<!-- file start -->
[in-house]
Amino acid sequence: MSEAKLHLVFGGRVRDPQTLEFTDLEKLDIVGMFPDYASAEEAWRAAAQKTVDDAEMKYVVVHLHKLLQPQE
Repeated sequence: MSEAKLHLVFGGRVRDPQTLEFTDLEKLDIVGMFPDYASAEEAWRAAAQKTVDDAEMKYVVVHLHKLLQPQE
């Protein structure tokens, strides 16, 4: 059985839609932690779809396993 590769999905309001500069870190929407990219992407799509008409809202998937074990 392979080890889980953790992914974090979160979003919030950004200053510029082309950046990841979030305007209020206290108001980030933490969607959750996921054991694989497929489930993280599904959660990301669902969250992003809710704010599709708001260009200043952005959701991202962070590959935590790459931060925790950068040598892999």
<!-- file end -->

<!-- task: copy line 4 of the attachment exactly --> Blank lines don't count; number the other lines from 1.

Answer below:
């Protein structure tokens, strides 16, 4: 059985839609932690779809396993 590769999905309001500069870190929407990219992407799509008409809202998937074990 392979080890889980953790992914974090979160979003919030950004200053510029082309950046990841979030305007209020206290108001980030933490969607959750996921054991694989497929489930993280599904959660990301669902969250992003809710704010599709708001260009200043952005959701991202962070590959935590790459931060925790950068040598892999």